The first draft is the most important phase of your project. Here’s how to keep it fast and fun.
Do you know why so many writers freeze up the moment they sit down to write? The reason that the fear, the anxiety, and the uncertainty bubbles up and causes an otherwise articulate person to resist putting a single word on the page?
It’s the idea that what you’re writing now will be what the reader will see later.
This is almost never the case. Which is why, when it comes to writing, it’s important to begin simply: by thinking of any piece of work you’re doing as a first draft.
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What qualifies as a first draft?
A first draft or rough draft is the initial version of a piece of writing, whether it’s an essay, article, short story, or chapter in a nonfiction book or novel. The first draft is the initial output you create, with no extensive editing, revision, or proofreading.
First drafts are essential because they serve as the foundation upon which you can build and refine your work. They allow you to get your ideas down on the page without getting bogged down by perfectionism or self-criticism. Once you’ve completed a rough draft, you can review, revise, or edit your work to improve clarity, coherence, style, and overall quality.
Generally, a piece of writing can be considered a first draft if:
- It captures the writer’s initial thoughts and ideas.
- It covers the main points or themes, but lacks completeness.
- It may be rough and unpolished, with errors in grammar and style.
- The organization and structure might be loose or imperfect.
- Annotations and comments for self-improvement may be present.
- It may contain inconsistencies, both in content and style.
- The primary focus is on getting ideas down rather than perfection.
How to write a first draft
“I believe the first draft of a book—even a long one—should take no more than three months,” says New York Times bestselling author Stephen King, and we tend to agree. A first draft is nothing but a way of taking the ideas in your head and putting them on the page. We’ll give them shape later. Right now, for the first draft, the goal is simply to have them exist as fast as possible.
Here are some strategies, techniques and writing tips that will make it easier to transform your ideas into words on the page.
1. Make time for your writing
No one—and I do mean no one—writes the first draft of anything without some serious arse in chair time. (Yes, that’s the technical term.)
Want to write more? Want to write faster? Put your arse in the chair as often as you can, for as long as you can.
Now, this might not always be possible. You might have a full-time job, kids, and other responsibilities that come in the way of your writing. Regardless, if you want to finish your first draft, you’re going to have to schedule writing time. Establish a routine that aligns with your goals and guard that time fiercely. Some ideas for how to do that:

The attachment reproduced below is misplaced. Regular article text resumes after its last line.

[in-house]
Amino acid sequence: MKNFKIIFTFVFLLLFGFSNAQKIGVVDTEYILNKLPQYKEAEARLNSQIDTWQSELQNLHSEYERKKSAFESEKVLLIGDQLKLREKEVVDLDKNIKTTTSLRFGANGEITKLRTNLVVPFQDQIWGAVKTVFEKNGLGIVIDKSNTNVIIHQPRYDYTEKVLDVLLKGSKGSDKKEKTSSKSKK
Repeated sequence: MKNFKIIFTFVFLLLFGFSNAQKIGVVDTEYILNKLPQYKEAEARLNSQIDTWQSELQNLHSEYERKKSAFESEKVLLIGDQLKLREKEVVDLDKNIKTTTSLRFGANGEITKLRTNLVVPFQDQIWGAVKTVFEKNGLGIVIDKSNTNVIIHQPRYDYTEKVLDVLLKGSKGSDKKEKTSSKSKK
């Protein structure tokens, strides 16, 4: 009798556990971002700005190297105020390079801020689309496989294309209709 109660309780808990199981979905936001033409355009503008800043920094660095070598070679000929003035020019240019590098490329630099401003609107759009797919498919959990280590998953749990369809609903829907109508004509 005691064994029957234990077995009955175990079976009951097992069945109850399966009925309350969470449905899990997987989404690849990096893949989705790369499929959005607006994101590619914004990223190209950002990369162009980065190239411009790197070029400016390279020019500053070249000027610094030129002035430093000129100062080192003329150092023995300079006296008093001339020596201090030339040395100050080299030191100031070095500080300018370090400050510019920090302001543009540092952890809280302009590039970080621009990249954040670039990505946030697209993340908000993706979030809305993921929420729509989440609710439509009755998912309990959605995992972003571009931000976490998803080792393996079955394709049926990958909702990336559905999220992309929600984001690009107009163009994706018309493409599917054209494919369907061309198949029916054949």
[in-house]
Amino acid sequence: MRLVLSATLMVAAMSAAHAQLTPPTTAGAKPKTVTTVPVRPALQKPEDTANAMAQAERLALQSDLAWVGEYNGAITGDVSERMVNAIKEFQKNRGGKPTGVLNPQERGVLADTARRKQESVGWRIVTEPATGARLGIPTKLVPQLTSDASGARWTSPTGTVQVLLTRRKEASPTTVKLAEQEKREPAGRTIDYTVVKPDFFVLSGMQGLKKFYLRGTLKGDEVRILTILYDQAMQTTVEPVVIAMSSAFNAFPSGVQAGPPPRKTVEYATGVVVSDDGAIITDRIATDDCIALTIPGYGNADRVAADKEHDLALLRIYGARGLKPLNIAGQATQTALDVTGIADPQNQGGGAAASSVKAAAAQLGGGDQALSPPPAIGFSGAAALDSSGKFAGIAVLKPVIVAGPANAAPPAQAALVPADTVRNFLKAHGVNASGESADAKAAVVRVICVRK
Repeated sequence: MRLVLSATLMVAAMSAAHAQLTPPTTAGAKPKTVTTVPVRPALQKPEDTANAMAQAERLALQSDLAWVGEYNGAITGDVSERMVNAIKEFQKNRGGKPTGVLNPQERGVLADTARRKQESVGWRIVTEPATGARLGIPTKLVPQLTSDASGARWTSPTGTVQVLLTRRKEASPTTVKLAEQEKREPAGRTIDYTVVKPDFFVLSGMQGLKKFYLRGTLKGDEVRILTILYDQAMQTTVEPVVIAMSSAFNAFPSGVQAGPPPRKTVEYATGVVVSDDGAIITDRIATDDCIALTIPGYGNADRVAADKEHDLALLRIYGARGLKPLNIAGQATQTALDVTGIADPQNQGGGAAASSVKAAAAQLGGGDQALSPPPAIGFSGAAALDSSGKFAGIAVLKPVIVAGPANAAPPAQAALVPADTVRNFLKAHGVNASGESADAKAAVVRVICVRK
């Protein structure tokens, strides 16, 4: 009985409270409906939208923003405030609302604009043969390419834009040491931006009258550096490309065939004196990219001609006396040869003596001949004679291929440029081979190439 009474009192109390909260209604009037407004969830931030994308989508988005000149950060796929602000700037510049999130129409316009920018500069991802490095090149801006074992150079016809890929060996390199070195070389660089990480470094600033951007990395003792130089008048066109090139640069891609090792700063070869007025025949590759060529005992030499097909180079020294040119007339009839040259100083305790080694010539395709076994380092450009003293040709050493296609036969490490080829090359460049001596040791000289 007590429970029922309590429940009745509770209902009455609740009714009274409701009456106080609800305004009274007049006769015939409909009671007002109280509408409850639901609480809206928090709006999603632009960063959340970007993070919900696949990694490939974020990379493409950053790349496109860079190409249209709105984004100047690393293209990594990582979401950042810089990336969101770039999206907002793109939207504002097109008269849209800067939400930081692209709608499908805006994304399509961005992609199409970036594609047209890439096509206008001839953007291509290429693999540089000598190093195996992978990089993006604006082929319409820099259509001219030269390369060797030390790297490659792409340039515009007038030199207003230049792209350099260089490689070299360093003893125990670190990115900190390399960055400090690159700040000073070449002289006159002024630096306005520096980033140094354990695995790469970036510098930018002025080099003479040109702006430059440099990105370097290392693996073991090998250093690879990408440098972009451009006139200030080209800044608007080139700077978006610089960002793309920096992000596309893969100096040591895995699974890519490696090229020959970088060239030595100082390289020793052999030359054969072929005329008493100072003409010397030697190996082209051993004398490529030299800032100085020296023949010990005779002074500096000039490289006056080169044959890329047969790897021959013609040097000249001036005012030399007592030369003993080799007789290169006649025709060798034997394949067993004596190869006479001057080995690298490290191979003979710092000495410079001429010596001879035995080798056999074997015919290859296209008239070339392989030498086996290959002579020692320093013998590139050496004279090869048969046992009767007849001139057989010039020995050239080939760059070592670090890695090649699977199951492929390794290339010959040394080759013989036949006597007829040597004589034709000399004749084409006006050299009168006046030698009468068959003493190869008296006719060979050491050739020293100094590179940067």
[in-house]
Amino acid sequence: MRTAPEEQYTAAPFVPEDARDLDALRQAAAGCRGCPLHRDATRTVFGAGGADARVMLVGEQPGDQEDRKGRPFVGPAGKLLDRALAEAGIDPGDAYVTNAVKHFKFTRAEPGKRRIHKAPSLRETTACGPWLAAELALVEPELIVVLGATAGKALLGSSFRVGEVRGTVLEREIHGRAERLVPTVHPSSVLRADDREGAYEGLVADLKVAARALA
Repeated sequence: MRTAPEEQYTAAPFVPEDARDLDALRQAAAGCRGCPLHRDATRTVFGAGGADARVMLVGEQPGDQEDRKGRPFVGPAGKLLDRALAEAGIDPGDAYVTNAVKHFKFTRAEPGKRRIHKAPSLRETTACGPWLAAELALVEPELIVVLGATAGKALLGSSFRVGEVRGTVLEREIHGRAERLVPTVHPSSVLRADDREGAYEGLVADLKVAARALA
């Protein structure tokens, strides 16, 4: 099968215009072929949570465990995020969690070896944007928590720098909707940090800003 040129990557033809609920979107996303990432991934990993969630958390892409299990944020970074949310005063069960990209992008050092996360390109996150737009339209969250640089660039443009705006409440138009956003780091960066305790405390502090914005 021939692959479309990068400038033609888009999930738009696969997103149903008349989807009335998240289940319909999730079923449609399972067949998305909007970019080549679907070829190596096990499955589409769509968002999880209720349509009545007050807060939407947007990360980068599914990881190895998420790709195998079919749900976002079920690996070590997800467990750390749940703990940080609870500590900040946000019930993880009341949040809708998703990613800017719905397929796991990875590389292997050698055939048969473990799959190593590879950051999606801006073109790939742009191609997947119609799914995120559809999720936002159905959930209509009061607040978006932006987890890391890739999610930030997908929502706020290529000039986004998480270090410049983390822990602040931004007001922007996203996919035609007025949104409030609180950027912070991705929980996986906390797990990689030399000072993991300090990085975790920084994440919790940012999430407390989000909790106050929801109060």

- Set clear priorities: Recognize the importance of your writing and prioritize it in your daily life. Create a regular writing routine, whether it’s daily, weekly, or on specific days.
- Wake up early or stay up late: Consider waking up an hour earlier in the morning or, if you’re like me, staying up after everyone’s gone to bed, to get a few uninterrupted hours of writing time.
- Use your lunch breaks: If you have a full-time job, see if you can use part of your lunch break for writing. If you work from home, treat the time you may have spent commuting as “found time” and use it to put some words on the page.
- Weekend retreats: If time and budget allow, consider going on a weekend retreat for a solid block of writing time. If going away isn’t an option, perhaps you can have a makeshift retreat of your own at home.
- Plan ahead: Try to schedule writing time in advance to ensure it doesn’t get overshadowed by other commitments. If you have children, arrange childcare during your writing hours. The more you can delegate non-essential tasks or chores, the more writing time you can free up.
2. Know your story before you start writing
While it’s tempting to just open a blank page and start writing, this is the most difficult and inefficient way to write a first draft. That’s not to say that you can’t be a pantser—someone who writes without an outline and by the seat of their pants (hence the name)—but knowing what you want to say makes it infinitely easier for you to actually say it.
It’s crucial to have a clear understanding of your story, no matter whether you’re a novelist, a screenwriter, a short story writer, or journalist. And knowing your story, including your main characters, is essential for a successful drafting process, especially if this is your first book or first novel.
Here are some aspects of your work that are helpful to know before you begin writing:
- Purpose and message: Knowing your story’s purpose and central message provides you with a compass to navigate the writing process. Are you aiming to entertain, inform, persuade, or provoke thought? This clarity guides your decisions throughout the first draft stage.
- Characters: Understanding your characters’ backgrounds, motivations, and arcs allows you to breathe life into them on the page. It enables you to craft multidimensional characters with authentic reactions and growth.
- Plot structure: Knowing the overarching plot and its key events helps you maintain a cohesive and engaging narrative, whether you’re brainstorming or world building. You can create foreshadowing, build tension, and ensure that each scene contributes to the story’s progress when you know where you’re heading.